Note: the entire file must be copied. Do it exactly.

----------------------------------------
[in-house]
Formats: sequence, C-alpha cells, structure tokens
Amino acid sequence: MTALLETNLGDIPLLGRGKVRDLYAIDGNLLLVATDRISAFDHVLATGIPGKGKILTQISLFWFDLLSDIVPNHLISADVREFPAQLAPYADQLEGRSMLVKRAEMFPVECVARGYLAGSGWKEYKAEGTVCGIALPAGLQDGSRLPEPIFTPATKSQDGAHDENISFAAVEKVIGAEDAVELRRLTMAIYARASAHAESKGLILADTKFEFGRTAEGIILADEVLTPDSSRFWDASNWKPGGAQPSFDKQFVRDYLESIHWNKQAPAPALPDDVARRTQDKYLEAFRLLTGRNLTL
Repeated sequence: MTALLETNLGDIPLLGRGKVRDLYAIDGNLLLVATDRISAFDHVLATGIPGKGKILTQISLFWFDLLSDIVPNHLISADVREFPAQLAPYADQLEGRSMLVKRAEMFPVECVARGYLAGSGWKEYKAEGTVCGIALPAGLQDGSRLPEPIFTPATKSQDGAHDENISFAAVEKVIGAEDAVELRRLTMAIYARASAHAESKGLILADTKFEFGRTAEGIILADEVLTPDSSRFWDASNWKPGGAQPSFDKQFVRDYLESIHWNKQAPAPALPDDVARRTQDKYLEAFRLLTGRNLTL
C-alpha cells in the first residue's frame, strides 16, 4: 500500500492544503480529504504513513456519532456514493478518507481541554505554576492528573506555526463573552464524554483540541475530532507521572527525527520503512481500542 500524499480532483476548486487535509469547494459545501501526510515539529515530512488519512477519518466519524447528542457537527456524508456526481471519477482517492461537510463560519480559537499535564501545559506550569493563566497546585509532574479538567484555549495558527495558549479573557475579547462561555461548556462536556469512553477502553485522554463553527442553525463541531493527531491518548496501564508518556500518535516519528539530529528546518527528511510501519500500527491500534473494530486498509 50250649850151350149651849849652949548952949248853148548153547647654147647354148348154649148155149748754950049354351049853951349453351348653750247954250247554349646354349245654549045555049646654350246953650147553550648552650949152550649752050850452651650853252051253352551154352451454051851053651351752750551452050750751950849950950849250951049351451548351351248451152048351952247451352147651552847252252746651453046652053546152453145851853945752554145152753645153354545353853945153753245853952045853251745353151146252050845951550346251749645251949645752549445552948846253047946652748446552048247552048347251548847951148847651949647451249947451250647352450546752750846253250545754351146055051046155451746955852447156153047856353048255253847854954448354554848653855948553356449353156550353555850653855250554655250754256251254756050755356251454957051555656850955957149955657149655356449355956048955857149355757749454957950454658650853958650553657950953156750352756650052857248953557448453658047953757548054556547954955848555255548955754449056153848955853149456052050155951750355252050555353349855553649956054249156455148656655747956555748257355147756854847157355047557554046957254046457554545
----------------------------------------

[in-house]
Formats: sequence, C-alpha cells, structure tokens
Amino acid sequence: MTALLETNLGDIPLLGRGKVRDLYAIDGNLLLVATDRISAFDHVLATGIPGKGKILTQISLFWFDLLSDIVPNHLISADVREFPAQLAPYADQLEGRSMLVKRAEMFPVECVARGYLAGSGWKEYKAEGTVCGIALPAGLQDGSRLPEPIFTPATKSQDGAHDENISFAAVEKVIGAEDAVELRRLTMAIYARASAHAESKGLILADTKFEFGRTAEGIILADEVLTPDSSRFWDASNWKPGGAQPSFDKQFVRDYLESIHWNKQAPAPALPDDVARRTQDKYLEAFRLLTGRNLTL
Repeated sequence: MTALLETNLGDIPLLGRGKVRDLYAIDGNLLLVATDRISAFDHVLATGIPGKGKILTQISLFWFDLLSDIVPNHLISADVREFPAQLAPYADQLEGRSMLVKRAEMFPVECVARGYLAGSGWKEYKAEGTVCGIALPAGLQDGSRLPEPIFTPATKSQDGAHDENISFAAVEKVIGAEDAVELRRLTMAIYARASAHAESKGLILADTKFEFGRTAEGIILADEVLTPDSSRFWDASNWKPGGAQPSFDKQFVRDYLESIHWNKQAPAPALPDDVARRTQDKYLEAFRLLTGRNLTL
C-alpha cells in the first residue's frame, strides 16, 4: 500500500492544503480529504504513513456519532456514493478518507481541554505554576492528573506555526463573552464524554483540541475530532507521572527525527520503512481500542 500524499480532483476548486487535509469547494459545501501526510515539529515530512488519512477519518466519524447528542457537527456524508456526481471519477482517492461537510463560519480559537499535564501545559506550569493563566497546585509532574479538567484555549495558527495558549479573557475579547462561555461548556462536556469512553477502553485522554463553527442553525463541531493527531491518548496501564508518556500518535516519528539530529528546518527528511510501519500500527491500534473494530486498509 50250649850151350149651849849652949548952949248853148548153547647654147647354148348154649148155149748754950049354351049853951349453351348653750247954250247554349646354349245654549045555049646654350246953650147553550648552650949152550649752050850452651650853252051253352551154352451454051851053651351752750551452050750751950849950950849250951049351451548351351248451152048351952247451352147651552847252252746651453046652053546152453145851853945752554145152753645153354545353853945153753245853952045853251745353151146252050845951550346251749645251949645752549445552948846253047946652748446552048247552048347251548847951148847651949647451249947451250647352450546752750846253250545754351146055051046155451746955852447156153047856353048255253847854954448354554848653855948553356449353156550353555850653855250554655250754256251254756050755356251454957051555656850955957149955657149655356449355956048955857149355757749454957950454658650853958650553657950953156750352756650052857248953557448453658047953757548054556547954955848555255548955754449056153848955853149456052050155951750355252050555353349855553649956054249156455148656655747956555748257355147756854847157355047557554046957254046457554545